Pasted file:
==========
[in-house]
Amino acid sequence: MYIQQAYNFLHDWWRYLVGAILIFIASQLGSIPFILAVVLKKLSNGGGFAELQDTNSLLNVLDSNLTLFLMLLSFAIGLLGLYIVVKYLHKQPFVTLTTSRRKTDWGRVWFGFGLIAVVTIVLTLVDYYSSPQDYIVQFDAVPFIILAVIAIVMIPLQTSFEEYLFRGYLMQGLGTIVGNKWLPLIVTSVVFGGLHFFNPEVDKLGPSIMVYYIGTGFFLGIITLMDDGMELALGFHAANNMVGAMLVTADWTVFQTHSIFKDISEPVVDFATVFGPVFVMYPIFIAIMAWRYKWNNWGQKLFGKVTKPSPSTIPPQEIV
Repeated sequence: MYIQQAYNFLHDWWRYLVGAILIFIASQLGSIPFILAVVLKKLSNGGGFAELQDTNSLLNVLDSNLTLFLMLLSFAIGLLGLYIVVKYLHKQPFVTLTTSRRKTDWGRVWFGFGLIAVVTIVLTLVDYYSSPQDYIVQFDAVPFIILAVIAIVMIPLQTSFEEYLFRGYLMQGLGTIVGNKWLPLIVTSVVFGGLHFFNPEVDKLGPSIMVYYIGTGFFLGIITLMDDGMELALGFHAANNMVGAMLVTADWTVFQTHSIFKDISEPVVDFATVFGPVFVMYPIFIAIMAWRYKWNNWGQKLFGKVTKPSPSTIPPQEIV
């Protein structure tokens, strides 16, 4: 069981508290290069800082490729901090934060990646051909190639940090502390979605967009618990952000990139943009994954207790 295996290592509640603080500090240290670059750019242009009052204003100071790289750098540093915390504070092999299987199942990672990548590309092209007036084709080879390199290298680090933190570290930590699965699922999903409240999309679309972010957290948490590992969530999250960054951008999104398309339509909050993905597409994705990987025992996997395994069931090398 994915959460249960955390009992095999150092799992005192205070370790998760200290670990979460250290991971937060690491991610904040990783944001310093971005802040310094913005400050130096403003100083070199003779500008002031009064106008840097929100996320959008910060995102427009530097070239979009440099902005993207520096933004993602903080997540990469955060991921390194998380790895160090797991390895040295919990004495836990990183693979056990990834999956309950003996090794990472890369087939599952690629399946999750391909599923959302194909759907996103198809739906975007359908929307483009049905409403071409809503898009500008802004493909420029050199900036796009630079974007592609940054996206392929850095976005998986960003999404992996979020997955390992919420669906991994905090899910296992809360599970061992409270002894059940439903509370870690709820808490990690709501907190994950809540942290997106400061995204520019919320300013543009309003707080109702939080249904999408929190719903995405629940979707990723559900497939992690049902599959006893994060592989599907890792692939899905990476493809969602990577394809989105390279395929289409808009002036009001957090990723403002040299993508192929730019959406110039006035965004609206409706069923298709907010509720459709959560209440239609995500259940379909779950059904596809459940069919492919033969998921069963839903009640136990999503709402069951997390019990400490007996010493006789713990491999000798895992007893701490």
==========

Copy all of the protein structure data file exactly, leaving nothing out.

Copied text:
[in-house]
Amino acid sequence: MYIQQAYNFLHDWWRYLVGAILIFIASQLGSIPFILAVVLKKLSNGGGFAELQDTNSLLNVLDSNLTLFLMLLSFAIGLLGLYIVVKYLHKQPFVTLTTSRRKTDWGRVWFGFGLIAVVTIVLTLVDYYSSPQDYIVQFDAVPFIILAVIAIVMIPLQTSFEEYLFRGYLMQGLGTIVGNKWLPLIVTSVVFGGLHFFNPEVDKLGPSIMVYYIGTGFFLGIITLMDDGMELALGFHAANNMVGAMLVTADWTVFQTHSIFKDISEPVVDFATVFGPVFVMYPIFIAIMAWRYKWNNWGQKLFGKVTKPSPSTIPPQEIV
Repeated sequence: MYIQQAYNFLHDWWRYLVGAILIFIASQLGSIPFILAVVLKKLSNGGGFAELQDTNSLLNVLDSNLTLFLMLLSFAIGLLGLYIVVKYLHKQPFVTLTTSRRKTDWGRVWFGFGLIAVVTIVLTLVDYYSSPQDYIVQFDAVPFIILAVIAIVMIPLQTSFEEYLFRGYLMQGLGTIVGNKWLPLIVTSVVFGGLHFFNPEVDKLGPSIMVYYIGTGFFLGIITLMDDGMELALGFHAANNMVGAMLVTADWTVFQTHSIFKDISEPVVDFATVFGPVFVMYPIFIAIMAWRYKWNNWGQKLFGKVTKPSPSTIPPQEIV
């Protein structure tokens, strides 16, 4: 069981508290290069800082490729901090934060990646051909190639940090502390979605967009618990952000990139943009994954207790 295996290592509640603080500090240290670059750019242009009052204003100071790289750098540093915390504070092999299987199942990672990548590309092209007036084709080879390199290298680090933190570290930590699965699922999903409240999309679309972010957290948490590992969530999250960054951008999104398309339509909050993905597409994705990987025992996997395994069931090398 994915959460249960955390009992095999150092799992005192205070370790998760200290670990979460250290991971937060690491991610904040990783944001310093971005802040310094913005400050130096403003100083070199003779500008002031009064106008840097929100996320959008910060995102427009530097070239979009440099902005993207520096933004993602903080997540990469955060991921390194998380790895160090797991390895040295919990004495836990990183693979056990990834999956309950003996090794990472890369087939599952690629399946999750391909599923959302194909759907996103198809739906975007359908929307483009049905409403071409809503898009500008802004493909420029050199900036796009630079974007592609940054996206392929850095976005998986960003999404992996979020997955390992919420669906991994905090899910296992809360599970061992409270002894059940439903509370870690709820808490990690709501907190994950809540942290997106400061995204520019919320300013543009309003707080109702939080249904999408929190719903995405629940979707990723559900497939992690049902599959006893994060592989599907890792692939899905990476493809969602990577394809989105390279395929289409808009002036009001957090990723403002040299993508192929730019959406110039006035965004609206409706069923298709907010509720459709959560209440239609995500259940379909779950059904596809459940069919492919033969998921069963839903009640136990999503709402069951997390019990400490007996010493006789713990491999000798895992007893701490």